Thomas Hartmann

Digital Instrument Cluster with Qt Quick Designer and Qt Safe Renderer

Published Wednesday June 21st, 2017
3 Comments on Digital Instrument Cluster with Qt Quick Designer and Qt Safe Renderer
Posted in Automotive, Biz Circuit & Dev Loop, Design, Functional Safety, QtCreator, RTOS | Tags: , , ,

The growth of reconfigurable digital instrument clusters in the automotive industry is exploding. This is driving a need for high performance graphics technologies, designer tooling and solutions for safety critical systems.

The highly optimized Qt Quick technology is a great fit for creating modern digital clusters. Its plug-able back-end technology supports various rendering methods from OpenGL down through OpenVG to software rendering. This flexibility means you can target a wide range of price/performance points such as the NXP i.MX6 family which ranges from quad core with GPU to single core and no GPU.

For the designer, the Qt Quick Designer allows you to design and prototype the cluster user experience without writing any code. If you do chose to edit the QML code the your changes are immediately reflected in the live preview feature of Qt Quick Designer.

Safety critical operation is a key requirement in digital clusters. To satisfy safety requirements the safety critical functionality is separated from the other parts. What the automotive industry calls tell-tales is the safety critical part, these are the warning lamps for things such as airbag, oil level, engine temperature and brakes. These need to be rendered in a separate software partition that has been certified as designed and implemented per the industry’s relevant standards. The Qt Safe Renderer is our implementation that meets these standards.

But UI designers don’t really want to be bothered by such details. They just want to design the UI as a whole, marking items as safety critical is about the extent of what they need to know. We have added this capability into the Qt Quick language and Qt Quick Designer and to make things even more convenient this is done automatically when using one of Qt’s comprehensive set of ISO 7000 standard icons for warning and other indicators. Qt’s drag-and-drop visual design tooling really simplifies this design flow for adding these icons.

Once the design is complete the build process separates the safety critical UI elements from the main UI.  We use the Qt safe Renderer component to render the safety critical items and also to monitor the operation of the main UI. It is critical that any error in operation of the main UI does not impact the correct rendering of the safety critical items. The Qt Safe Renderer will restart the main UI as appropriate should it detect an error. For more details on the Qt Safe Renderer check out this blog post.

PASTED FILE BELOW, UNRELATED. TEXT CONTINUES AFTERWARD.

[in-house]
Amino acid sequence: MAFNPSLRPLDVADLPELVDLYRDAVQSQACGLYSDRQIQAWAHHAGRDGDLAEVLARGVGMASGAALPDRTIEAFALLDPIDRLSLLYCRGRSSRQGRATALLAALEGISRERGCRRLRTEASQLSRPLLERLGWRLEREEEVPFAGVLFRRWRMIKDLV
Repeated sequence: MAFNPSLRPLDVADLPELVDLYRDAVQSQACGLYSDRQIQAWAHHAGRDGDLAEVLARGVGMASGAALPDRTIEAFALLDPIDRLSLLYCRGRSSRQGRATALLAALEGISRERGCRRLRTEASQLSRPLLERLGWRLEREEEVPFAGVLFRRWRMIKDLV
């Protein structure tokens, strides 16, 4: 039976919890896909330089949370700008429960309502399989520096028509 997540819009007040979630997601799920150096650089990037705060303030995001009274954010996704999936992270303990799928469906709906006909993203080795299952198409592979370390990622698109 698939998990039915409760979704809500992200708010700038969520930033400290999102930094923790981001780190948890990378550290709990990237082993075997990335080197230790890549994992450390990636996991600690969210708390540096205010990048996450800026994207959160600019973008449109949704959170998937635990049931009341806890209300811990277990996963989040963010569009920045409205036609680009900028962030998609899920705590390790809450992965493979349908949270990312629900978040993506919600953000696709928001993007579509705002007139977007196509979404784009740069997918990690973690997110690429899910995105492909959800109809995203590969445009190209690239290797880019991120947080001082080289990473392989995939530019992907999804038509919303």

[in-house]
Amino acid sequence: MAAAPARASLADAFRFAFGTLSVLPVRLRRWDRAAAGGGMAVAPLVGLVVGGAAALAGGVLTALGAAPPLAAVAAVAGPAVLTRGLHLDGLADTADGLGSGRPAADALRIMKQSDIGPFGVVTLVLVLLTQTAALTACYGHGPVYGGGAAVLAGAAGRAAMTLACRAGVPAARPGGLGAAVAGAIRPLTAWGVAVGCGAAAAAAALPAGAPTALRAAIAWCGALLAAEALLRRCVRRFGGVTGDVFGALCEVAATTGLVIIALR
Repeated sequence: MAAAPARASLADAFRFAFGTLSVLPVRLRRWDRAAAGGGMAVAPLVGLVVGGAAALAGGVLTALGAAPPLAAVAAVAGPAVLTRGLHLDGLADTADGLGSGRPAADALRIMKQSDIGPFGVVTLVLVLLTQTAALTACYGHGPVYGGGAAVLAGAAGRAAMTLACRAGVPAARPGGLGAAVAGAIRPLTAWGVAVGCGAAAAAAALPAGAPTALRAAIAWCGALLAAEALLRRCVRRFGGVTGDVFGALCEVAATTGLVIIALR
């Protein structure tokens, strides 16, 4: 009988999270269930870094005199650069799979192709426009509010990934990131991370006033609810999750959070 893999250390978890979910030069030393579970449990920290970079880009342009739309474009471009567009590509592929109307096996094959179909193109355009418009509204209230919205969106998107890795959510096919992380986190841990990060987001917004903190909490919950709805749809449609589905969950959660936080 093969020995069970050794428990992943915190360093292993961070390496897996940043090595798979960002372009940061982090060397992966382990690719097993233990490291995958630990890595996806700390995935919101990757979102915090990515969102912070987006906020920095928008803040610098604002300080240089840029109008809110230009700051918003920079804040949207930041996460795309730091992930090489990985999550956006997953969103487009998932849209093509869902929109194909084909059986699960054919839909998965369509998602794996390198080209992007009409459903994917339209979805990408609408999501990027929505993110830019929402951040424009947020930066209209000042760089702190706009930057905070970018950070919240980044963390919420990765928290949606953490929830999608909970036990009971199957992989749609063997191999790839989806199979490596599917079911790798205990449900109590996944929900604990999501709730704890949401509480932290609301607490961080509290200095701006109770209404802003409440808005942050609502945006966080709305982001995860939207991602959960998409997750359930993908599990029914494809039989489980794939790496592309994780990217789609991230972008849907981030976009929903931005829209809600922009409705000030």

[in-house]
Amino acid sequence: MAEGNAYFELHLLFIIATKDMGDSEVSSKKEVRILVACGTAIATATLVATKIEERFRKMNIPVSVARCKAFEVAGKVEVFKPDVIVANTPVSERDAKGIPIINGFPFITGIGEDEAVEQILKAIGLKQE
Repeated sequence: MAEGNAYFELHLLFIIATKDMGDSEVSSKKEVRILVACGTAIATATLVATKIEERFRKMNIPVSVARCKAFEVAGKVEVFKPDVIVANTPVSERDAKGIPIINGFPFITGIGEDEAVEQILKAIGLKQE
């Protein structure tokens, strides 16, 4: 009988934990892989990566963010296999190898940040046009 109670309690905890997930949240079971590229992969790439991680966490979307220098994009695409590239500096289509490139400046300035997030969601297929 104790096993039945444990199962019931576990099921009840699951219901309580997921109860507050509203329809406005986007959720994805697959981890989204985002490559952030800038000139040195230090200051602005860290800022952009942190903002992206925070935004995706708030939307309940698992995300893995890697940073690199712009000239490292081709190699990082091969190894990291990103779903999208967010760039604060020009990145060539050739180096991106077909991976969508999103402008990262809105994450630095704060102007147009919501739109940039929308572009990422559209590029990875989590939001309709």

To show how all this comes together we created a video. It shows how to design a digital instrument cluster, deploy it to a device and how the Qt Safe Renderer works in practice.

As you can see, Qt offers tools that make design and prototyping digital instrument clusters intuitive for people who prefer visual design tools over coding. As always with Qt, the full power of QML, the Qt framework and C++ are accessible to create even more complex system logic.

You can get going quickly by looking at the code for the digital instrument cluster example used in the video in the Qt examples repository. Some of the Qt Quick components of the example have backends written in C++ which means they need to be built in order to be available in Qt Quick Designer. To do this, build the project for your desktop platform and in Qt Creator go to Tools > Options > Qt Quick > Qt Quick Designer and enable Use QML emulation layer which is built by the selected. For more details on how to integrate custom QML modules have a look at the Qt documentation here.

Contact us to learn more and discuss your needs in more detail.

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Posted in Automotive, Biz Circuit & Dev Loop, Design, Functional Safety, QtCreator, RTOS | Tags: , , ,


Juzeppe says:

But can anyone finally tell in a simple sentence, what this “safety certified renderer component” exactly is? Is it a separate GUI-process? Is it some separate environment? What is it?

And also previous blog post was telling that no matter what “safety critical parts continue to operate uninterrupted”, however in this article I see that actually some restarting of UI is involved.

Alistair Adams Alistair Adams says:

Hi Juzeppe, it is a small separate GUI process that has been developed according to ISO26262 ASIL-B standards and is responsible for rendering the tell-tales. The cost of developing software to these standards is significantly more than for other software so it is standard practice to separate out the parts that are not allowed to fail from those where failure is acceptable. Of course no one wants any software to fail but there are large graphics libraries and code bases involved in the rich UI. This makes proving that there is no possibility of failure very expensive. The loss of fancy graphics does not create an immediate driving hazard but an ABS failure lamp might. Hence the ABS failure indicator falls into the safety critical part.

The part that might be restarted is the graphically rich part of the UI.

Hope that helps.

Alex says:

I guess large portion of what we see in this demo is static background images, but how are the needle meters implemented? I have no idea how to create such relatively complex custom UI item in QML (an extremely un-intuitive framework, in my opinion).

I would love to see some back-to-back QML tutorials of simple, but real-life projects. That would be great in helping people understand what QML is for and how to use. Surely, I can’t be the only one out there struggling with this tool (and struggling to see why this tool exists at all)?

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